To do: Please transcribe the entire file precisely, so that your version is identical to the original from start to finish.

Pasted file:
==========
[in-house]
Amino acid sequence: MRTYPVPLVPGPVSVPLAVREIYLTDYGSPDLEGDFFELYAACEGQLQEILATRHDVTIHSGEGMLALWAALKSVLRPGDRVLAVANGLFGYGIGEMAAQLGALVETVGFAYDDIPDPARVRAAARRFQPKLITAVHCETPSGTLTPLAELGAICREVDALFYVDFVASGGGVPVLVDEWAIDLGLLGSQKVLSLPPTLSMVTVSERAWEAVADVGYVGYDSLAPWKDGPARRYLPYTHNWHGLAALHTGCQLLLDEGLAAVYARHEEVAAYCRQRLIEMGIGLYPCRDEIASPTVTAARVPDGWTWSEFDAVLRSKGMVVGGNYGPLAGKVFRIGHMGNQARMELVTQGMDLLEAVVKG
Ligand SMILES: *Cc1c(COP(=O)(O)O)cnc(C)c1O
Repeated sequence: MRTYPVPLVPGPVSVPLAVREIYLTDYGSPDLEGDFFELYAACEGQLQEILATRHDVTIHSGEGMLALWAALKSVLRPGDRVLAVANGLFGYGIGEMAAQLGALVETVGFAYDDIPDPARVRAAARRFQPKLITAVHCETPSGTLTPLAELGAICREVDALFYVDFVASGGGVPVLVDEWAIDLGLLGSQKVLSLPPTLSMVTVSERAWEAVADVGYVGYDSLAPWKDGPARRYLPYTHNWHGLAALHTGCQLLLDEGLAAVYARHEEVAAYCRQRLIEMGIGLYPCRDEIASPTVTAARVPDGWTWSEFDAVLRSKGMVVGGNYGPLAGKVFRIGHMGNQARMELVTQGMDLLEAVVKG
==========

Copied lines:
[in-house]
Amino acid sequence: MRTYPVPLVPGPVSVPLAVREIYLTDYGSPDLEGDFFELYAACEGQLQEILATRHDVTIHSGEGMLALWAALKSVLRPGDRVLAVANGLFGYGIGEMAAQLGALVETVGFAYDDIPDPARVRAAARRFQPKLITAVHCETPSGTLTPLAELGAICREVDALFYVDFVASGGGVPVLVDEWAIDLGLLGSQKVLSLPPTLSMVTVSERAWEAVADVGYVGYDSLAPWKDGPARRYLPYTHNWHGLAALHTGCQLLLDEGLAAVYARHEEVAAYCRQRLIEMGIGLYPCRDEIASPTVTAARVPDGWTWSEFDAVLRSKGMVVGGNYGPLAGKVFRIGHMGNQARMELVTQGMDLLEAVVKG
Ligand SMILES: *Cc1c(COP(=O)(O)O)cnc(C)c1O
Repeated sequence: MRTYPVPLVPGPVSVPLAVREIYLTDYGSPDLEGDFFELYAACEGQLQEILATRHDVTIHSGEGMLALWAALKSVLRPGDRVLAVANGLFGYGIGEMAAQLGALVETVGFAYDDIPDPARVRAAARRFQPKLITAVHCETPSGTLTPLAELGAICREVDALFYVDFVASGGGVPVLVDEWAIDLGLLGSQKVLSLPPTLSMVTVSERAWEAVADVGYVGYDSLAPWKDGPARRYLPYTHNWHGLAALHTGCQLLLDEGLAAVYARHEEVAAYCRQRLIEMGIGLYPCRDEIASPTVTAARVPDGWTWSEFDAVLRSKGMVVGGNYGPLAGKVFRIGHMGNQARMELVTQGMDLLEAVVKG